Thursday, September 27, 2007

Returning To India - The Land Of Festivals

Returning to India hasn’t been as tough as I thought it would be. This is what I wrote to friends I’d left behind in Germany a couple of days back. In Europe they often ask me about my dual life, the one I lead during the months I spend in Europe and the life I lead back in India. In actual fact it is a bit of a pain I suppose, exchanging (among other things) the clean orderly environment of the west for the grimier, garbage filled, chaotic streets of India. Somehow it didn’t seem so bad this time round. I reckon that with time it gets easier, to slip back into the old routine and on this occasion I even found myself luxuriating in the feeling of being home again. Bucket baths, (which I love) being able to eat with your hands, being able to live and work at your own pace rather than to adjust to that of your host in whichever city you happen to be visiting. “I’m happy to be in Bombay again,” I mailed a number of people.

I’d forgotten about Ganesh Chaturti. Two days after flying back from Frankfurt I woke up from my afternoon nap to the dhoom dhoom of a deep bass which sounded like it came from the flat above us. Neighbor’s planning a bash tonight, I thought a bit woozily and went back to sleep. Over the next half hour it got worse. When I finally made my way to the guest room which doubles as my office and which faces the road, I discovered the noise wasn’t coming from the neighbor’s place at all but from the street outside our house.

“Ganapathi”, beamed our maid S at me who had spent the entire afternoon gawking at the spectacle unfolding below. She seemed simply delighted with life. Huge loudspeakers had been set up just outside the gates of our building to welcome the holy procession to the sea which was preparing to start from some enclave close by.

The noise predictably got worse with time. I found I could no longer work. I could no longer think, no longer write, no longer do much more than just listen to the thump and clash which reverberated along the entire street. The drumming and the booming at some point seemed so much like they were happening inside my head that I was threatened by a very real headache. With some luck I found that by closing the door of the room facing the road and escaping into the living room I could avoid about fifty per cent of the furor and even clear up a little space in my brain to think.

What were the festivities about, anyway? Ah, yes it was all centered around this elephant god who was supposed to smoothen your path to success. At times, noise in India brings on an amnesia which makes you forget your own name. The ruckus seemed to make mincemeat of any sense which might have been originally attached to the ritual. It was the birthday of Lord Ganesha wasn’t it. The day on which he was believed to uplift mankind with his very presence. Although Ganesha himself has been revered privately for centuries, the festival was popularized by the freedom fighter Lokmanya Tilak, in order to increase people’s awareness of the freedom struggle. Ganesha himself stands for wisdom and intellect. Freedom, wisdom and intellect however seemed to be the last attributes which the horrible sounds emerging from the road reflected.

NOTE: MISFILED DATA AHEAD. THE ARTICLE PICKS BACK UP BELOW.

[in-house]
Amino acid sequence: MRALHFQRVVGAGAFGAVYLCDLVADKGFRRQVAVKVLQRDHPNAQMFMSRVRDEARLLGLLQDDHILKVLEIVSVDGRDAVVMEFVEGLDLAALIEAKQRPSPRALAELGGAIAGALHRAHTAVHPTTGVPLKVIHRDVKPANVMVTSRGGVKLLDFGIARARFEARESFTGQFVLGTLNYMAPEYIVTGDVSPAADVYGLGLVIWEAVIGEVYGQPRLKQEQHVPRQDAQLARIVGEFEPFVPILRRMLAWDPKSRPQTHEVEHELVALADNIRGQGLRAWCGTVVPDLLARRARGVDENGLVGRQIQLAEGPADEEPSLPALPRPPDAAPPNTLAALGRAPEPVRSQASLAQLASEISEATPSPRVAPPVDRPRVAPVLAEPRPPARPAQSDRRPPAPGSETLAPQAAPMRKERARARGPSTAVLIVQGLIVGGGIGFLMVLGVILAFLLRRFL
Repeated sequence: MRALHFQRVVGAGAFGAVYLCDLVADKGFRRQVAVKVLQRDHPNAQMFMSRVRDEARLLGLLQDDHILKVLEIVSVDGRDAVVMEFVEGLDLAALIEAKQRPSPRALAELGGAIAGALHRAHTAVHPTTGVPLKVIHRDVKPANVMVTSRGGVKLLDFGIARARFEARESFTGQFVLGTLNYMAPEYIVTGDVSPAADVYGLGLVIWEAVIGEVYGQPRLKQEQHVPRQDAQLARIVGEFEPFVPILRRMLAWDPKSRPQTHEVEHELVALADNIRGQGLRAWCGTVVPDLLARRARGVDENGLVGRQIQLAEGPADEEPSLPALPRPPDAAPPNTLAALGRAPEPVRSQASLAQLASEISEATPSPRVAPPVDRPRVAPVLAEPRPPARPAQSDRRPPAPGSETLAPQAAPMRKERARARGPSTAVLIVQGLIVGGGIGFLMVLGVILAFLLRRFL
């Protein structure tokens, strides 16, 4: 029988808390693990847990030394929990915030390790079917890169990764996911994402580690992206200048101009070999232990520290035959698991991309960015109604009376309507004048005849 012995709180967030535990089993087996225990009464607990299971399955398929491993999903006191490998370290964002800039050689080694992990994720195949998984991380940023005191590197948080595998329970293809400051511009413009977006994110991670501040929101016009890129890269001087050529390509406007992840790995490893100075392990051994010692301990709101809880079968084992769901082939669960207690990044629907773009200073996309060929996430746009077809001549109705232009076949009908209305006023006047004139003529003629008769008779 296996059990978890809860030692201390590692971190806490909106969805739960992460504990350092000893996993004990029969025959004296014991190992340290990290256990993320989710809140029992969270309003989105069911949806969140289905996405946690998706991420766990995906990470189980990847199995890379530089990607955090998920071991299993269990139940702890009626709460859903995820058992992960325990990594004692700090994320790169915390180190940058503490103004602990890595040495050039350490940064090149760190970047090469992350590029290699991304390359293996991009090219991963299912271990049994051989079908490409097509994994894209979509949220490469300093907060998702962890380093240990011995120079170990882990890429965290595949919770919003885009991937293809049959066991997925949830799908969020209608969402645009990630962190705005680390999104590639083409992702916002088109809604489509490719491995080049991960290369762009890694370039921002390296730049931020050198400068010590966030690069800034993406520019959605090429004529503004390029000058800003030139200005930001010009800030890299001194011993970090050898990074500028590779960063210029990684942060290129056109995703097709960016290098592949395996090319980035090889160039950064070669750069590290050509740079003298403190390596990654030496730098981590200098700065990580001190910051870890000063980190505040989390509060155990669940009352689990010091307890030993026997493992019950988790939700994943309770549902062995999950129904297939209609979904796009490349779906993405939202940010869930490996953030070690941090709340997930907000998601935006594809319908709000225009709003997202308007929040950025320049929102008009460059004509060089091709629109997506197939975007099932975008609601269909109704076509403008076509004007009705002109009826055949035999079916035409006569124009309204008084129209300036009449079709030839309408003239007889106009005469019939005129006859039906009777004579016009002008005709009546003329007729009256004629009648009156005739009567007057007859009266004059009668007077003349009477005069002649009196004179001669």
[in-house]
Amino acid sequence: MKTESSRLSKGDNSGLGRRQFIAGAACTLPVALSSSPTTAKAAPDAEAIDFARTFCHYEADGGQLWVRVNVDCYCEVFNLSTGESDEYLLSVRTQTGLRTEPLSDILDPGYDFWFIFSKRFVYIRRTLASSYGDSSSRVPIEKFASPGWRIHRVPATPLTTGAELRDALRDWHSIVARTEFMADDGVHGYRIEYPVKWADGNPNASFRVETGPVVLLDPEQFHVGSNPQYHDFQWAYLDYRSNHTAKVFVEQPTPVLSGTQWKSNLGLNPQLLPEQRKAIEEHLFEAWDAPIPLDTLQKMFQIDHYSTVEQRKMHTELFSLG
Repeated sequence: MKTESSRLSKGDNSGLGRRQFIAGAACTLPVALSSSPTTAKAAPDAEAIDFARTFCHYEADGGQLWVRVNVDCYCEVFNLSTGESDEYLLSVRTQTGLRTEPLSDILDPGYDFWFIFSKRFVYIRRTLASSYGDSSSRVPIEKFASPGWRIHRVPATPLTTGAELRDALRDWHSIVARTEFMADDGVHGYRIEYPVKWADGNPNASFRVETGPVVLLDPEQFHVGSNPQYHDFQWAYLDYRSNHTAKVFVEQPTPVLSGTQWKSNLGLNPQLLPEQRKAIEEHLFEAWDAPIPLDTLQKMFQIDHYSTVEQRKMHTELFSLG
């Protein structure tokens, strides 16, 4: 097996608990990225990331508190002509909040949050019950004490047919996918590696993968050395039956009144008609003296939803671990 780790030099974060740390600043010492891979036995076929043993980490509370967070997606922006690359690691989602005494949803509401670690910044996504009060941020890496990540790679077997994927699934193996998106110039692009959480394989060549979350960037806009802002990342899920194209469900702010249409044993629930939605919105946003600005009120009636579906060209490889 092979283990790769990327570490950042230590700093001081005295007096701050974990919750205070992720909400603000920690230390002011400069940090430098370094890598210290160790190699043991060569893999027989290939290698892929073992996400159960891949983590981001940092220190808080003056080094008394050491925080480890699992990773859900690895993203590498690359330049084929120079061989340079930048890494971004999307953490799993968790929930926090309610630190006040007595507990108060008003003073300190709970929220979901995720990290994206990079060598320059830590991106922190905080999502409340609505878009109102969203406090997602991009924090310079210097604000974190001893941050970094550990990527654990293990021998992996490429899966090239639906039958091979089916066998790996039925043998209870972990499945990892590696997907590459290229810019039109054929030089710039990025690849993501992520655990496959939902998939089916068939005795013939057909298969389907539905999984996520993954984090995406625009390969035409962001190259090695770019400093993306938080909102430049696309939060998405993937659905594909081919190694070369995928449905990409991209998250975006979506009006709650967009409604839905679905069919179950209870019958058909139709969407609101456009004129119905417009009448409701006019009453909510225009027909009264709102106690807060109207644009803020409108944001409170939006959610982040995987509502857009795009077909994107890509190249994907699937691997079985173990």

So what did those sounds reflect? What was the drumming really trying to say, I sat and wondered and it seemed to me, the noise was actually a reflection of the frustration and boredom which characterizes a large part of today’s youth. “I’m going crazy, I’m bored, save me from the burden of repression” seemed to be the main underlying message being banged out by the drum which lacked any sense of rhythm or musical quality. As with so many festivals in India, Ganesh Chaturti too – at least according to me – has lost its original significance. It is no longer about wisdom and intelligence and brings with it none of the sense of peace and sacredness which a spiritual ritual is supposed to be about.

At night, when a couple of huge idols in the vicinity had at last rolled out of sight to make their way to the sea, the world fell silent again. Lying in bed after dinner, listening to crickets chirp and the waves of the ocean lap around the rocks beyond the garden wall I sensed peace making a comeback in my life. In those last few minutes before being overtaken by sleep I felt I was once more in touch with something sacred.

1 comment:

Chandran said...

Welcome back Uma.
This time Ganpati seemed mercifully quieter than previous years (or was I imagining it). Popular culture, I guess has its pros and cons, though I personally experience very little of the sacred in any sort of mass event. And there is of course the matter of the toxic materials they use in most of the idols which adds to the already heavy levels of pollution along our coasts, rivers and lakes.